Nigel Harman plays Ricky Roma in the UK tour of David Mamet’s multi award-winning play, Glengarry Glen Ross

Nigel Harman is known to millions of television viewers for his role as Dennis Rickman in more than 300 episodes of EastEnders.

He has also played Bradley in Mount Pleasant on Sky One; Green in ITV’s fourth series of Downton Abbey; Sam in Hotel Babylon on BBC1; and has made guest appearances in Cuckoo, Miss Marple: The Mirror Crack’d and Lark Rise to Candleford.

His film credits include Telstar and Blood Diamond. Nigel last performed at Bath’s Theatre Royal in 2012 when he starred as Charles Surface in The School for Scandal and prior to that in The Pirates of Penzance in 1998. His West End stage credits include the roles of Lord Farquaad in Shrek The Musical - for which he won the 2012 Olivier Award for Best Supporting Actor in a Musical; Sky Masterson in Guys and Dolls; and Pip and Theo in Jamie Lloyd’s Olivier Award nominated production of Three Days of Rain. Here the Olivier Award-winning stage actor and former EastEnders star talks about appearing in David Mamet’s trailblazing, high-pressure drama Glengarry Glen Ross.

What’s Glengarry Glen Ross about?

It’s about a group of salesmen in 1980s Chicago who are in a tense sales competition. Someone will win a Cadillac, someone will get a set of steak knives and the other two will get fired, so basically their lives are in the balance. At the same time, the office gets broken into and it’s likely to have been one of our main protagonists, so it’s also a whodunit. It’s one of the great American plays written in the last 40 years.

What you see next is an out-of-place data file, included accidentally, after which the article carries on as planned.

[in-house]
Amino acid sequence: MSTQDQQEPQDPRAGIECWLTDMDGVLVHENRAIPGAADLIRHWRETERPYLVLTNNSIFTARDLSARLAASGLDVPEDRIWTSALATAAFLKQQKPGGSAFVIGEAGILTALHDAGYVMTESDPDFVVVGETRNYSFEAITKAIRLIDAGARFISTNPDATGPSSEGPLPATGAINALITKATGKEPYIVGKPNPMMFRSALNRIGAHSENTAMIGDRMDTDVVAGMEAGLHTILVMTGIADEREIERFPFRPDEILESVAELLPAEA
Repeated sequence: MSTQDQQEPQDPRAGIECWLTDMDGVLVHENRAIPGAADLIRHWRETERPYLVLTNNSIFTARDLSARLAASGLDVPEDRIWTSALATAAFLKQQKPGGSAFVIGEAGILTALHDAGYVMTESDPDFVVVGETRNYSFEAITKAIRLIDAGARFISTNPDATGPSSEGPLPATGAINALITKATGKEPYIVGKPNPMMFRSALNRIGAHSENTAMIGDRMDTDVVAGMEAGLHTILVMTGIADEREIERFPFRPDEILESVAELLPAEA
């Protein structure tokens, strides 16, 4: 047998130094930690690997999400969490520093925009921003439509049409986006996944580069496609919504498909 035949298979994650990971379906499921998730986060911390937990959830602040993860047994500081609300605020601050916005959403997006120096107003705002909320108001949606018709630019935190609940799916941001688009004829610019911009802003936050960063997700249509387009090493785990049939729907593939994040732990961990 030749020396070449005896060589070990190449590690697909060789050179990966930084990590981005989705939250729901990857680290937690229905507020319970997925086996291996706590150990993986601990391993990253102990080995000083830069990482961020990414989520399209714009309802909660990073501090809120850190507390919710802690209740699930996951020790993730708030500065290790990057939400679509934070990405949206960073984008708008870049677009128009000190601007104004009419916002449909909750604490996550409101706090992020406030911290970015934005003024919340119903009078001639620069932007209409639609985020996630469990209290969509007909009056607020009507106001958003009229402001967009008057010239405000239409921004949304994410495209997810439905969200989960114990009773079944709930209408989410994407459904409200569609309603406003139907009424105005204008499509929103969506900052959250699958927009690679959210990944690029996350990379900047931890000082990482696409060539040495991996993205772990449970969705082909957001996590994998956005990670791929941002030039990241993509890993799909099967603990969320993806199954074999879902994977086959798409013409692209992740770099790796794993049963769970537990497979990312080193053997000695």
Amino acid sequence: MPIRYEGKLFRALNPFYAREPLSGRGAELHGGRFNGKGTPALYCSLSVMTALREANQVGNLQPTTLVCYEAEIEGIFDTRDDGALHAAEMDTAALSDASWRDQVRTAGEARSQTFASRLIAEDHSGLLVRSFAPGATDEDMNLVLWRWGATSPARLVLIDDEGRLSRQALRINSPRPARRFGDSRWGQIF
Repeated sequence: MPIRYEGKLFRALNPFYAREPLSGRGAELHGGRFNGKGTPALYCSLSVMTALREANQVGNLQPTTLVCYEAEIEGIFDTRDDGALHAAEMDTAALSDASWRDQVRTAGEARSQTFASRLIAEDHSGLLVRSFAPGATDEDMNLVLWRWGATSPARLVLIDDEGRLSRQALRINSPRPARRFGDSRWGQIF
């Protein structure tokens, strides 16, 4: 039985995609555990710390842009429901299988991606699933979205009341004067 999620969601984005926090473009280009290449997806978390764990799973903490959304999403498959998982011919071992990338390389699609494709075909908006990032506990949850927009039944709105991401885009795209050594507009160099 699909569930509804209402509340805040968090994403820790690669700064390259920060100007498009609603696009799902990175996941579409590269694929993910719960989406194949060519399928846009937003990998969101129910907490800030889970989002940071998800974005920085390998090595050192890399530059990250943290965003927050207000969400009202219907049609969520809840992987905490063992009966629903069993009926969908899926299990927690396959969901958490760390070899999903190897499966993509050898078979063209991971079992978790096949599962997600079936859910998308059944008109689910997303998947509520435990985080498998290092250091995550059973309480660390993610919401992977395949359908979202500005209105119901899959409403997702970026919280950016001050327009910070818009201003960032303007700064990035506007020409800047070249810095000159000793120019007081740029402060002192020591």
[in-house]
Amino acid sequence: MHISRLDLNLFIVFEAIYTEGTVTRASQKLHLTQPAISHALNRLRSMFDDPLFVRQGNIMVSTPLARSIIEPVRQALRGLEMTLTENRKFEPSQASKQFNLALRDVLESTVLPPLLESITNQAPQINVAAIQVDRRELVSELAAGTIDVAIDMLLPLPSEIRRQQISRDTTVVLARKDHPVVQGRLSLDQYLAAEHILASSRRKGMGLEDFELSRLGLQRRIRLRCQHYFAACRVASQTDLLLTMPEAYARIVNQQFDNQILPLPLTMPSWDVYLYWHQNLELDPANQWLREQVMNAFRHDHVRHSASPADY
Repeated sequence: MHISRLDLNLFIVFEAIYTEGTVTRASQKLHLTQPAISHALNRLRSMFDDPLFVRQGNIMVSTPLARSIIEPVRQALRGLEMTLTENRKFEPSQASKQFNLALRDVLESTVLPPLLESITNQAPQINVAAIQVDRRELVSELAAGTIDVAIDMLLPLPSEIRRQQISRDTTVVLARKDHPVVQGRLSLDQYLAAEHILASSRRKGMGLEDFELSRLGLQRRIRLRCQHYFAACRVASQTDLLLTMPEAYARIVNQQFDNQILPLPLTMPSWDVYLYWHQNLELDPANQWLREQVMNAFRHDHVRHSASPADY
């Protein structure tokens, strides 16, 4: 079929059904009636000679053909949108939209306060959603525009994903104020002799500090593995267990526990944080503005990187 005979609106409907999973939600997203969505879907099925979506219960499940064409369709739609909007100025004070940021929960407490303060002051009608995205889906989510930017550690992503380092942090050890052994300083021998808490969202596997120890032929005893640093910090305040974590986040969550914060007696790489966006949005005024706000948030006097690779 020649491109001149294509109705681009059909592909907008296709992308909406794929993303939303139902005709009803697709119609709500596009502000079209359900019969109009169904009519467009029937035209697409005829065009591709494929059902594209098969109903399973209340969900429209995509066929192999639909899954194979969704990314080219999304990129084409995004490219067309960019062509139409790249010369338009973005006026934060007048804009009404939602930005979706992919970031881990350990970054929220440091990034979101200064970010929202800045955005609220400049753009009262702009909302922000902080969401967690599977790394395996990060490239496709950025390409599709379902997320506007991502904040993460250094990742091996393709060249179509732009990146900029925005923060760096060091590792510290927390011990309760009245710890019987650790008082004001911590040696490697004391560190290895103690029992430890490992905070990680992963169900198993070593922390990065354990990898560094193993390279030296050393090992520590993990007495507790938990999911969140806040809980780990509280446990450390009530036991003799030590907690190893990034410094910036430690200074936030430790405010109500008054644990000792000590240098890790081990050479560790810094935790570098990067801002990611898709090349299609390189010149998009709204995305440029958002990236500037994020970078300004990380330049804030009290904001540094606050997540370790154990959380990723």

You play Ricky Roma. What’s he like?

It’s a brilliant part to play and it’s incredibly challenging. Ricky Roma is very bright. He’s street smart. He presents himself as a happily married man, but he can be one of the lads too. He can be whatever he needs to be to make a sale and he’s very good at it. Morally his compass is a long way off, but if you get caught in his tractor beam you think he’s really cool. It’s only afterwards you realise he’s probably been speaking a load of rubbish and he’s just taken 40 grand from you.

His moral flexibility makes him really interesting to play. Playing these kinds of guys, where everything is said in your face and confrontationally is brilliant, because as British people we are much more polite.

The play is more than 30 years old. What gives it its longevity?

I think it’s really interesting looking at it through a prism of today, because this is set in 1983 and these guys are already becoming obsolete. Their skills, their mindset, their brash demeanor; they realise everything they’ve given value to is rapidly becoming less valuable. But you could also argue that the guy sitting in the White House at the moment comes from that salesman era, so it’s still so relevant.

Though it was first written as a play, many people will know it better as the Oscar-nominated film. What does seeing it on stage bring to the story?